Give me half a tanker of iron and I’ll give you the next ice age so said oceanographer John Martin in a famous speech to colleagues during the 80s. Martin was referring to the process of “iron fertilization”; which when applied to the oceans in slurry form promotes vast blooms of algae. The algae in turn consume carbon dioxide as they grow; thus removing more from the atmosphere and preventing climate change. Problem solved? From the article,
“‘There are many critical questions that require both better scientific understanding and an improved legal, economic, and political framework before iron fertilization can be considered either effective or appropriate,’ said Ken Buesseler, a senior scientist in WHOI’s Marine Chemistry and Geochemistry Department and a participant in two iron fertilization experiments at sea. ‘The time is right to bring scientists, policymakers, and commercial interests together to inform each other and the public.”‘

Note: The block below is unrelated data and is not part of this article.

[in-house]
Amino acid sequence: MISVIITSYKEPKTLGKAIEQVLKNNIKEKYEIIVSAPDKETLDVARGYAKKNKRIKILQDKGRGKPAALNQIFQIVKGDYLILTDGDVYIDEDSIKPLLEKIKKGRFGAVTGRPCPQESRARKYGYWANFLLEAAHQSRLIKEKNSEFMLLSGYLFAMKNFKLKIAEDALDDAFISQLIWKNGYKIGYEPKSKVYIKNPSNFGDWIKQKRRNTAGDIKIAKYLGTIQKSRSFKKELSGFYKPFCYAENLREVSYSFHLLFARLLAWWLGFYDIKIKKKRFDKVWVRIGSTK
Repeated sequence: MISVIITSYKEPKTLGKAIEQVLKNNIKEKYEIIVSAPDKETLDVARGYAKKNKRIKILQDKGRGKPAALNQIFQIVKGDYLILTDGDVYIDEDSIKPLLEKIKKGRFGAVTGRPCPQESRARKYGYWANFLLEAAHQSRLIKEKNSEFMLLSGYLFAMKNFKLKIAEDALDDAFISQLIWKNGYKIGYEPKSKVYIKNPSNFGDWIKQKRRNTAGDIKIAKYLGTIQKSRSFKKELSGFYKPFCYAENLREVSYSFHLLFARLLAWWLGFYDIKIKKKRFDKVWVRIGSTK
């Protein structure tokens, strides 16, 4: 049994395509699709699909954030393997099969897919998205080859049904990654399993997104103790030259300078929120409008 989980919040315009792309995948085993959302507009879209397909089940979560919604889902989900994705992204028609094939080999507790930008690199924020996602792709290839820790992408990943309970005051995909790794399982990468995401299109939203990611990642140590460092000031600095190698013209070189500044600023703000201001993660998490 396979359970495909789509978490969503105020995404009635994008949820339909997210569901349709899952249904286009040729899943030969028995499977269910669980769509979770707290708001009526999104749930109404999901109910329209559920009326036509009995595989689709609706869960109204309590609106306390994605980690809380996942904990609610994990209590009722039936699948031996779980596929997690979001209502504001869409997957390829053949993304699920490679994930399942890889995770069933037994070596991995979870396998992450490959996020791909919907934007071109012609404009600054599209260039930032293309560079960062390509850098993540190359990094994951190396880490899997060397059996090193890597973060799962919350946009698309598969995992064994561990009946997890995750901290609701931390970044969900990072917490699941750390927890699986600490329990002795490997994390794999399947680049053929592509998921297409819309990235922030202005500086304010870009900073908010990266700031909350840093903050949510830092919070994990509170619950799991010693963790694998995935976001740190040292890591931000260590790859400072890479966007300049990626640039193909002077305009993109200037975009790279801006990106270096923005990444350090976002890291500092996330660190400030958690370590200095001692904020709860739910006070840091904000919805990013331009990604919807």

Though common on land, dissolved iron is rarely found in the oceans. This may be for a good reason as no one is exactly sure what massive blooms of algae would do to ecosystems. The Woods Hole Oceanographic Institution (WHOI) is holding a conference this week to determine the benefit of iron fertilization and if it may indeed prove to be a safe, cheap, counter-attack to climate change.
While it’s great to have these weapons in hand, the real silver bullet in preventing pollution and catastrophe is to address our own emissions and practices.